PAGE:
Another thing that helps me is to actually just listen to music from other artists. Sometimes listening to music alone can help me to get my brain into a creative flow and it also helps me to decide what type of song I want to create.
One thing I find to always be true for myself is that it really helps if I have a solid idea of what type of song or what type of vibe I want to create. I find that having a pre-planned direction of what I am trying to do with a song makes it both faster and easier to write.
How do you normally approach writing a new song?
I try to start each new song differently in some way. So sometimes I’ll start a song with a melodic idea, sometimes I’ll start with the bassline, sometimes I’ll start with the drop, and sometimes I’ll start with the intro. I think this helps me to bring fresh ideas into each song and allows me to look at the whole production process from a slightly different perspective each time.
What piece of advice do you wish was given to you when you first started producing music?
Take regular breaks. This is so important because after listening to the same thing for a long time our perception of the sound changes slightly. Our brain can do some pretty amazing things and if you are focussing on one element of the mix for a long time such as the kick or bass, your brain may actually make those elements sound much more prominent while also dulling out some of the other sounds in the mix. Take regular breaks and always remember to use reference tracks to compare your mix with.
Which plug-ins are best to use?
The plugins you know. There are so many plugins available and of course, some are better than others, but I think the most important thing is knowing how to use the plugins you already have an understanding their character and what they do to the sound. You can make great music with just the built-in plugins of your DAW.
If I was going to pick my favourites though I’d say Fabfilter Pro-Q 3 for EQ, anything from Brainworx is amazing, for reverb I love the Lexicon LXP or Valhalla reverbs, LFO tool also makes its way into all of my projects and it’s free, Noveltech Character is my secret weapon for saturation, and for some great value mixing and mastering bundles iZotope’s Neutron and Ozone are really great.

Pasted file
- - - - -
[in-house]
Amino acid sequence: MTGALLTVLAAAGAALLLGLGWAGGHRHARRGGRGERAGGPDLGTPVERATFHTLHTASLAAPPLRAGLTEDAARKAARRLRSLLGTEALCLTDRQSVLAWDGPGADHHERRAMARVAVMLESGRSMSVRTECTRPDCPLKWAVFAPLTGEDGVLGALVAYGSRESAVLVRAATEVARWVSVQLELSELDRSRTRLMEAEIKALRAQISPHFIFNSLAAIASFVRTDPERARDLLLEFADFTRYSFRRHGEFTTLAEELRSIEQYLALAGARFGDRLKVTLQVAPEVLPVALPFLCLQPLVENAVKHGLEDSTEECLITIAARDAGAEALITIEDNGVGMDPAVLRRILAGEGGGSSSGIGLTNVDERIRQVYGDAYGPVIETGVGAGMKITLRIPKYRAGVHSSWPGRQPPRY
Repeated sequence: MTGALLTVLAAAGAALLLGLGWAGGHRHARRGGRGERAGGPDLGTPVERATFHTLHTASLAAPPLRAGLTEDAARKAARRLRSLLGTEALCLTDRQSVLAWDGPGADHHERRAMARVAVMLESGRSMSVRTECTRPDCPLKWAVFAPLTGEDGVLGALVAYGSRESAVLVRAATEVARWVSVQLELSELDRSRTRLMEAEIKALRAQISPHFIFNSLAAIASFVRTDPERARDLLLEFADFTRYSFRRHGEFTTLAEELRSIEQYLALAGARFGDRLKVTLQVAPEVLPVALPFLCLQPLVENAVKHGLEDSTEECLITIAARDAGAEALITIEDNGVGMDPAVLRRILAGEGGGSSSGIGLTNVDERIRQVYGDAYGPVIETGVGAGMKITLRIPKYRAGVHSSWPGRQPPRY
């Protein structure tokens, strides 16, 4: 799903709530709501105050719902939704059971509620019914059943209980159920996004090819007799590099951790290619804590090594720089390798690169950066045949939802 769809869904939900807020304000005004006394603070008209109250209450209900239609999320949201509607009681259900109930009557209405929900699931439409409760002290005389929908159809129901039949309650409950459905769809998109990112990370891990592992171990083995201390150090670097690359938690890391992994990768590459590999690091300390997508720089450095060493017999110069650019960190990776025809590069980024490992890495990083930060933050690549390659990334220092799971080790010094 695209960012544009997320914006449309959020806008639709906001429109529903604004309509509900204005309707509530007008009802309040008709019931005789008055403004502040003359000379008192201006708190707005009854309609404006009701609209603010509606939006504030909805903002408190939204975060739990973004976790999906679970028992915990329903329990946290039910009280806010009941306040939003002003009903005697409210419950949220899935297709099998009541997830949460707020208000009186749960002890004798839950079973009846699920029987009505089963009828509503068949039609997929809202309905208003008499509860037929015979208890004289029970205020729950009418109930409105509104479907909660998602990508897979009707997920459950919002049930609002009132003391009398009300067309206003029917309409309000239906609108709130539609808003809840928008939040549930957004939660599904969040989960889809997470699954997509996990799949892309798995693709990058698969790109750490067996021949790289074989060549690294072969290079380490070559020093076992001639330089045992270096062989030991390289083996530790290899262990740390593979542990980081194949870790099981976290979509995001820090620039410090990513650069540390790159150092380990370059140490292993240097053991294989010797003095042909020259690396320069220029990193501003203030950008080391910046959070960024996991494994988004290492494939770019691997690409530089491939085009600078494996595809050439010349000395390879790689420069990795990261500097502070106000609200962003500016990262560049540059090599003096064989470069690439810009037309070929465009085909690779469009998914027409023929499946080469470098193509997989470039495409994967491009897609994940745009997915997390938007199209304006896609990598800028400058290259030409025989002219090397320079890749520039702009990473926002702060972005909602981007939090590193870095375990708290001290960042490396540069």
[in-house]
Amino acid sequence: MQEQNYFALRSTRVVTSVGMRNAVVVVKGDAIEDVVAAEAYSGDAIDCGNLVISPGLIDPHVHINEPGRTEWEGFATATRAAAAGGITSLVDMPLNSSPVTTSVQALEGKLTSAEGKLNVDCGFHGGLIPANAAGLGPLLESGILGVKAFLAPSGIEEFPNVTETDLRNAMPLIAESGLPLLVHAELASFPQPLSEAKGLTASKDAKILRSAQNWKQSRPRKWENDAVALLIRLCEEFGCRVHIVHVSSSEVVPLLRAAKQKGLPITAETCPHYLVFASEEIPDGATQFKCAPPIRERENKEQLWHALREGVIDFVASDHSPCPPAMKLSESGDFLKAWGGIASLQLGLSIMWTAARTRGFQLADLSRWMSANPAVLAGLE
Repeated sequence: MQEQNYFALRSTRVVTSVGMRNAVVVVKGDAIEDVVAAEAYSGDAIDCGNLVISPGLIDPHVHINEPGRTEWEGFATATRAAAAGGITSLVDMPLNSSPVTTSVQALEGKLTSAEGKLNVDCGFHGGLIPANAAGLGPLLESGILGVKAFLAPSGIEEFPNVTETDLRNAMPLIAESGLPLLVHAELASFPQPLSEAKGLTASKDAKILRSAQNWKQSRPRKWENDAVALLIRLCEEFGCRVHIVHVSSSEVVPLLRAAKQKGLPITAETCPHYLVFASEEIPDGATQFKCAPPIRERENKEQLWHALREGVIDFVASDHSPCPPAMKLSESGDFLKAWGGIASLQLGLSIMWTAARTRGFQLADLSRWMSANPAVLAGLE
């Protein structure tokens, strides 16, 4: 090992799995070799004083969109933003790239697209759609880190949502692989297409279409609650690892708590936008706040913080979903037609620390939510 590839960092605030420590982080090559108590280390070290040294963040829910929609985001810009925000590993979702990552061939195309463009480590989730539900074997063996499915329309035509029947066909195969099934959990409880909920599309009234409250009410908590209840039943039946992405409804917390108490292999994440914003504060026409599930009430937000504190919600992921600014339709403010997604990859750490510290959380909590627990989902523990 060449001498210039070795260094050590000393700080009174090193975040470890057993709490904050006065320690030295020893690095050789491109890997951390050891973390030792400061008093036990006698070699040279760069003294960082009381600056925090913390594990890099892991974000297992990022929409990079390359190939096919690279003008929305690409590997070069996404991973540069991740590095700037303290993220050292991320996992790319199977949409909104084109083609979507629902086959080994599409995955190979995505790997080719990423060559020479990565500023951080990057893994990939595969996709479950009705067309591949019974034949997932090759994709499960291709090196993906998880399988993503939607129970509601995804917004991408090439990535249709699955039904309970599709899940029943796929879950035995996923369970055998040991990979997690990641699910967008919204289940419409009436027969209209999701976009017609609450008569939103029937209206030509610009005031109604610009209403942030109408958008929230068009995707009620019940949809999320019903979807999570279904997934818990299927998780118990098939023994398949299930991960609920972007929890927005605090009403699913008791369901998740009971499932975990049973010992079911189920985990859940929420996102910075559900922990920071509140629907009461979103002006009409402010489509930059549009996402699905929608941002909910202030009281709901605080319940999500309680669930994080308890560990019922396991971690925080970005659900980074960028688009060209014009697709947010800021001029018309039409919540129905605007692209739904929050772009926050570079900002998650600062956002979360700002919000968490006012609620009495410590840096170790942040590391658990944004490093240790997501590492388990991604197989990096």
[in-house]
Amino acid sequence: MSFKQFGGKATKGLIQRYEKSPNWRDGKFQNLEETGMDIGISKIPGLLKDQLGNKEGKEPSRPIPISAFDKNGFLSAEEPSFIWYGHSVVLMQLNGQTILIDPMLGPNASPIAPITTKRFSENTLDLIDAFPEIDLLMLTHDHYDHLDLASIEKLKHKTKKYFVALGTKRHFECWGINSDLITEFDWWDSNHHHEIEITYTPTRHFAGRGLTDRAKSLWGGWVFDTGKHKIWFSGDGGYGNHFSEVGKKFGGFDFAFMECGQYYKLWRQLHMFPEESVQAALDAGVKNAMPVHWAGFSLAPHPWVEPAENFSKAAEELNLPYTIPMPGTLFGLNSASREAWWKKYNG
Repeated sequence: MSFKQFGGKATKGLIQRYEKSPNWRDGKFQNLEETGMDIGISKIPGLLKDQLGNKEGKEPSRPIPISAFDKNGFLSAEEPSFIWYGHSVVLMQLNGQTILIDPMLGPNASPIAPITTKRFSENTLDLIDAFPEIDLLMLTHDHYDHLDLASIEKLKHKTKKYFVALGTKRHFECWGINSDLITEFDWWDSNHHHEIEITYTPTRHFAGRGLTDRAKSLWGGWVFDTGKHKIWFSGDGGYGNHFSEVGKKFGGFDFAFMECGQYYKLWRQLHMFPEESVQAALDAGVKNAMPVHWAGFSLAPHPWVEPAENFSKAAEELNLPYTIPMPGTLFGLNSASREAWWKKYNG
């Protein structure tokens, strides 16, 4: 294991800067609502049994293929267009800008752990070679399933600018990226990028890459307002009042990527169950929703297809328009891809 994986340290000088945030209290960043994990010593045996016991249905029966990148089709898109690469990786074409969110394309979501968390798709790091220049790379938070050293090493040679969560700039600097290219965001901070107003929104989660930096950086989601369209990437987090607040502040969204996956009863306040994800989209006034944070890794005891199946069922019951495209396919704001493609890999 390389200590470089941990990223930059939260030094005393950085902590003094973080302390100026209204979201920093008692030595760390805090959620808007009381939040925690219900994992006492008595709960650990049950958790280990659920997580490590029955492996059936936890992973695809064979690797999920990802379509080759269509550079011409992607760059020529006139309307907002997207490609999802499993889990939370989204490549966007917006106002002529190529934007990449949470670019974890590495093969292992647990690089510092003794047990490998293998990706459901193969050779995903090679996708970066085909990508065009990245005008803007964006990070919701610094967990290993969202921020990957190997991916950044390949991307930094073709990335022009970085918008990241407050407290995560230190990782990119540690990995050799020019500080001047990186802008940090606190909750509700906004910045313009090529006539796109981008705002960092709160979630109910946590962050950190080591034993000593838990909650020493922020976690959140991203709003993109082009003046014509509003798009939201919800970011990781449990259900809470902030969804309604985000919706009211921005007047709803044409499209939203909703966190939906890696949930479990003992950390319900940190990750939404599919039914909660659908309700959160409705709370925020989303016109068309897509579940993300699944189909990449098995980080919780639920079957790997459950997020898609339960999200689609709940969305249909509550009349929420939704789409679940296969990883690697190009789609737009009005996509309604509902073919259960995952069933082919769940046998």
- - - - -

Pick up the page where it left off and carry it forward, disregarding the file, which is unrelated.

Do you think it is essential to learn how to mix and master?
As a producer, I think it is quite essential. There is really no reason not to. Learning to mix and master will help you to understand how all the individual elements of your song are going to come together to produce the final result. It will also save you a lot of time and money along with giving you much more flexibility and freedom in bringing your ideas to life.
There are so many resources online, and you can learn a lot about the science of sound and music from your own home just by watching tutorials on YouTube or reading articles and books. Just make sure that you are getting your information from a reliable source. If you are watching tutorials on YouTube, make sure you listen to their released music to get an idea of their production quality first.
What is your advice on sampling?
Experiment as much as you can. Try things that are not supposed to work or that seem totally crazy, you might be surprised by the result. You usually want the best quality of recordings possible, unless you are specifically looking for low quality for a certain effect. Use quality samples and play around with different combinations of effects and processing to come up with interesting and unique results. Sometimes breaking all the rules is exactly what is needed to get the right sound for your track.